The only bright spots in North East Cambridgeshire are the Unite Community branch and Wisbech, March and District Trades Council. Both organisations, of which I am a member, are involved in various campaigns, including anti-racism, and universal credit, and support for the local food banks and the homeless, and have a joint stall once a month at the weekly Job Club. We also plan to leaflet the local McDonald’s amongst many other workplaces.
Whilst the Unite Community branch and trades council don’t have the manpower and womanpower of the Muslim Brotherhood in Egypt, or the resources to organise breakfast clubs like the Black Panther Party did in 1960s USA, we do have an effect far greater than our numbers, including a good rapport with the editors of the Fenland Citizen and the Wisbech Standard/Cambs Times, and often have reports of activities printed in those papers.
Leadership candidate Sir Keir Starmer has emphasised the need for Labour to be do something to end homelessness, including those living rough and the hidden homeless living in bed and breakfasts or hostels and those sofa-surfing. This is something the Unite Community branch and trades council are campaigning on, with pressure being put on Fenland District Council, especially when its ‘local authority trading company’ is launched this April.
Socialist activists should take every opportunity to get involved with their local Unite Community branch and their local trades council. The fightback against the Tories will start in the workplaces and on the streets. Unite Community and the trades councils will play a crucial role here.
On the streets?
Andrew Northall says that the whole of the left, whatever that might be, “bet the entire farm on a Corbyn victory”. I joined the Labour Party, from no party, to vote for Corbyn in the leadership election, but I don’t know why that would be betting any farm at all (Letters December 19 2019). So he, and the Labour Party, lost the election - so what? That’s hardly the end of the world, or the struggle.
Most socialists I know, in and out of the party (Labour, that is) are disappointed, but not lying on the ground in tears. Yes, it is a “bourgeois workers’ party”, but that is no reason to just ignore it. Labour still got over 10 million votes and still has over half a million members - that’s more people than you will find on the average “street”.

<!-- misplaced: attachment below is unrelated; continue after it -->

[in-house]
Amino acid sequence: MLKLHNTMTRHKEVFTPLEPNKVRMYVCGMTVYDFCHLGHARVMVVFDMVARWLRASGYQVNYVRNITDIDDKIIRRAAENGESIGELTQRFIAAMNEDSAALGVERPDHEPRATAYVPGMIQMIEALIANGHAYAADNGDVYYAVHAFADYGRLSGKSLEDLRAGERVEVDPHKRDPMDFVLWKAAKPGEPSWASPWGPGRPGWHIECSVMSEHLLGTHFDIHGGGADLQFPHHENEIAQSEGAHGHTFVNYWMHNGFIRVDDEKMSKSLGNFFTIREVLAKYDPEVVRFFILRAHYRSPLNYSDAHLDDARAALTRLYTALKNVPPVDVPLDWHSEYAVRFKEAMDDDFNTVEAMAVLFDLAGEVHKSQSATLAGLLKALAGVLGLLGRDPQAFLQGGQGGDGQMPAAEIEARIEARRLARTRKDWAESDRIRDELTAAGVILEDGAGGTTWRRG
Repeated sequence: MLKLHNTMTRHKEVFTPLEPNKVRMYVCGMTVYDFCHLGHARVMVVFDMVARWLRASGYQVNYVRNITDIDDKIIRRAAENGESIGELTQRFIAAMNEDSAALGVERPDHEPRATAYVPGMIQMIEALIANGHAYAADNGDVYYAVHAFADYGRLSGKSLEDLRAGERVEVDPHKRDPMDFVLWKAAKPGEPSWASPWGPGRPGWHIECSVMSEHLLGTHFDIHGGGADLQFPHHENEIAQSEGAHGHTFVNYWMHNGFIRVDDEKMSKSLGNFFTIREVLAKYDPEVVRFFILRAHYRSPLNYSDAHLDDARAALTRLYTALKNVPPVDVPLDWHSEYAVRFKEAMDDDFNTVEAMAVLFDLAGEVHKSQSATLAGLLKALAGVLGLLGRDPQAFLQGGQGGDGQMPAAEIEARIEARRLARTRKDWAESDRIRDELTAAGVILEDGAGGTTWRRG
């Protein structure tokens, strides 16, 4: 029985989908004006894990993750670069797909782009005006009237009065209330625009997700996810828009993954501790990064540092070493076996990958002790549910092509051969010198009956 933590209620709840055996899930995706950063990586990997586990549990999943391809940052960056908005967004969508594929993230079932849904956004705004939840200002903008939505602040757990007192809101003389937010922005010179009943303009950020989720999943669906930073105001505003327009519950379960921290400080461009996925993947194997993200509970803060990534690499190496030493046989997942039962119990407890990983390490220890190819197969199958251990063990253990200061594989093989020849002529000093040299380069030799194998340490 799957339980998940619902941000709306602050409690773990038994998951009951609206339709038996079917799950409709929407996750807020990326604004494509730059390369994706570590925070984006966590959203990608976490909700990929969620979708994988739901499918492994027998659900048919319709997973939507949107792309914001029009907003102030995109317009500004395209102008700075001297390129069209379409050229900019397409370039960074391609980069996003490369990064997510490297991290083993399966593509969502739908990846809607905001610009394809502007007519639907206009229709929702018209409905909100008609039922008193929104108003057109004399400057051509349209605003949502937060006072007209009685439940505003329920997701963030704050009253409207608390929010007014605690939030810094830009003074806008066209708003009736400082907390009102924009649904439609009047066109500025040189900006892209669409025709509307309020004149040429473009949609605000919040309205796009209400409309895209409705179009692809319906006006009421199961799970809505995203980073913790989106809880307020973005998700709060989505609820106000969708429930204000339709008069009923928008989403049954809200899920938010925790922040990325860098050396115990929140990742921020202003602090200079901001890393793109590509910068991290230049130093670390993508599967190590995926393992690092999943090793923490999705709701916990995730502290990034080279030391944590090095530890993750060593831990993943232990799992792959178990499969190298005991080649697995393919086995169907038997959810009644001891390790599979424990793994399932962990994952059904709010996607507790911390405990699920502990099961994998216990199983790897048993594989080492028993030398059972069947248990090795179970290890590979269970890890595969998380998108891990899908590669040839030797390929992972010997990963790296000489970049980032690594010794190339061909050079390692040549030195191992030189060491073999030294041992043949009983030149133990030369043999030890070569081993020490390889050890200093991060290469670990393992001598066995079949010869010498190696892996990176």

Turning “to work … on the streets”, this for some reason reminded me of the Mothers of Invention lyric: “Gotta do a few things to make my life complete. I gotta live my life out on the street.” Coincidently this was released around the same time that I used to be demonstrating “on the streets” myself - over Vietnam, South Africa, Ireland … and I would march with friends and comrades and then we’d go to the pub. There we would talk, including with members of the then International Socialists (now Socialist Workers Party). Today there are still hundreds of posters on marches with ‘Socialist Workers Party’ carefully torn off the top.
After a few years of this I started to ask myself what the point was. We might feel good and righteous, but what was being achieved? I’m not opposed to demonstrations by the way, but they are limited. There are demands; are they met? If yes, that’s good. If not, what? Another demo. Unfortunately, for me, I subsequently joined the Workers Revolutionary Party - probably the biggest Trotskyist grouping of the time.
There was a printshop, a school, bookshops and an apparent end in view. T’was not to be, however. So where next? Obviously communists work with and within unions; they also join protests and seek to influence aims. But unions negotiate to win concessions from capitalists, not to overthrow capitalism. People on the streets want things to change: eg, withdrawal from wars, ‘green new deals’ and the like. Both unions and demonstrators are in general content with concessions, but concessions can be quietly withdrawn over time and both employers and governments tell lies - well, there’s a surprise!